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I am planning on having an imp commanding several kobolds ambush and attack my players. An imp devil in Pathfinder has invisibility as a spell-like ability, with a caster level of 6th. This means he can turn invisible for 6 minutes. Since this is taking place in a forest, I figure the imps smartest tactic is to pick something up, turn invisible, drop it on a PC, fly away, pick something up and hide it so it also turns invisible, drop it on a PC, rinse and repeat.

The description for invisibility states that causing harm indirectly does not break invisibility, and gives examples such as chopping down a bridge, activating traps, etc.

Simply put, does dropping a large rock or branch or something on someone count as causing harm indirectly? Or would it break invisibility?

Side note: The party makeup is currently Cleric, Fighter, Ranger, Rogue and Paladin all at level 1. I think this would be a cool fight, but I am concerned that it might be too difficult for them. None of them are highly optimized characters.

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3 Answers 3

up vote 13 down vote accepted

Dropping a rock on somebody's head is a direct attack: in intent and practice, it's exactly the same as throwing the rock. The imp will carefully gauge both his own location (and by extension, the rock's) and the timing to drop the rock, and will be the very last thing touching the rock before it rings some hapless PC's bell.

The counter-examples you gave are more indirect: when chopping down a bridge, the chopper doesn't get to move the bridge, and the precise moment of collapse is going to be unknown. Even when triggering a trap, the trap's target and effect were pre-determined; the trigger-er can't change the location that the trap affects.

Since your imp is going to control both the time and the place of the attack, and can move both freely, that should count as a direct attack. I have no RAW to back me up here, but it's a decent yardstick to measure "direct" by.

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The RAW that backs it up is "it requires an attack roll". Not all attacks require an attack roll, but all attack rolls are attacks. –  SevenSidedDie Nov 2 '13 at 17:57

It would break invisibility. But for imps, invisibility is an "at will" ability, so they could just become invisible again in the next round.

If you're concerned about this being too hard, give the party a place where they can take cover from dropping objects, such as the hollow of a large tree. Or let them find an item that gives them the ability to see invisible creatures.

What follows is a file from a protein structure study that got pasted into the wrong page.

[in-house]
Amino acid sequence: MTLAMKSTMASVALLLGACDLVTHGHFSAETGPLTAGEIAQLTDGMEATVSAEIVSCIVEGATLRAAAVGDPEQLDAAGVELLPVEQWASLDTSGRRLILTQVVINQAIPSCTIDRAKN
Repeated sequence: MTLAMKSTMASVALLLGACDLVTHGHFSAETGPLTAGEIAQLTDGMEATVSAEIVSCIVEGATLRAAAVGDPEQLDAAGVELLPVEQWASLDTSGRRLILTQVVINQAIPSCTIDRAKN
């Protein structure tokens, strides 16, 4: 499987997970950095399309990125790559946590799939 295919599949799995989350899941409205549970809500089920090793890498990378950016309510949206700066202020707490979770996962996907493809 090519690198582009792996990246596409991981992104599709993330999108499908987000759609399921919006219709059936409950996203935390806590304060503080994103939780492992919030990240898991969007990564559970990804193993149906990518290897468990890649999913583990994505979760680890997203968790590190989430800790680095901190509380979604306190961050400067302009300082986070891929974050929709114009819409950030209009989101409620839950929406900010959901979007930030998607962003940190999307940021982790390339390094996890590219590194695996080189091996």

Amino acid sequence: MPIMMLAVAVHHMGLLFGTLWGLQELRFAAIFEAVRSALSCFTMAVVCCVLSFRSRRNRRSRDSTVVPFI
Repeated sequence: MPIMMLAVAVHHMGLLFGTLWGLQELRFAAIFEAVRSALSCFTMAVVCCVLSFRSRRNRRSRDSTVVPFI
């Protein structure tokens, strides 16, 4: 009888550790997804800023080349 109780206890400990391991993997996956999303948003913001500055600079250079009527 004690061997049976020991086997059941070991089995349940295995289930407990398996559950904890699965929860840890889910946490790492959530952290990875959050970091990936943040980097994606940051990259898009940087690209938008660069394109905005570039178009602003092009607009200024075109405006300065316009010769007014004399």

Another option is for the party to simply outrun the imps if things aren't going well. Running humans are faster than flying imps, especially since the imps need to take time to find more rocks. From what I can tell, hustle/run rules don't apply to flying creatures.

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Where did you get that hustle/run doesn't apply to fliers? –  Matthew Najmon Nov 2 '13 at 22:38
    
@Matthew Najmon Not certain. Just my interpretation of the rules I found here: d20pfsrd.com/alignment-description/movement –  E L Nov 3 '13 at 6:27
    
Odd: scrolling down that page, it specifies this for every move type except fly: climb and burrow explicitly say running is not allowed, and swim explicitly says that it is. Only fly is left out, and the fly skill doesn't seem to say anything about it either. I'm sure I've seen it made explicit somewhere that you can run while flying, but at the moment, I'm not sure where to find the reference. –  Matthew Najmon Nov 3 '13 at 6:43

Invisibility says:

Thus, an invisible being can open doors, talk, eat, climb stairs, summon monsters and have them attack, cut the ropes holding a rope bridge while enemies are on the bridge, remotely trigger traps, open a portcullis to release attack dogs, and so forth. If the subject attacks directly, however, it immediately becomes visible along with all its gear.

I would say that dropping stuff could be equivalent to cutting a rope bridge or triggering traps. If you don't aim, but only drop stuff, that's not really a direct attack is it?

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If you don't aim how do you expect to hit your target? –  Loren Pechtel Jan 7 at 22:51
    
Falling objects rules are remarkably bad: >d20srd.org/srd/environment.htm#fallingObjects –  Simanos Jan 7 at 23:17

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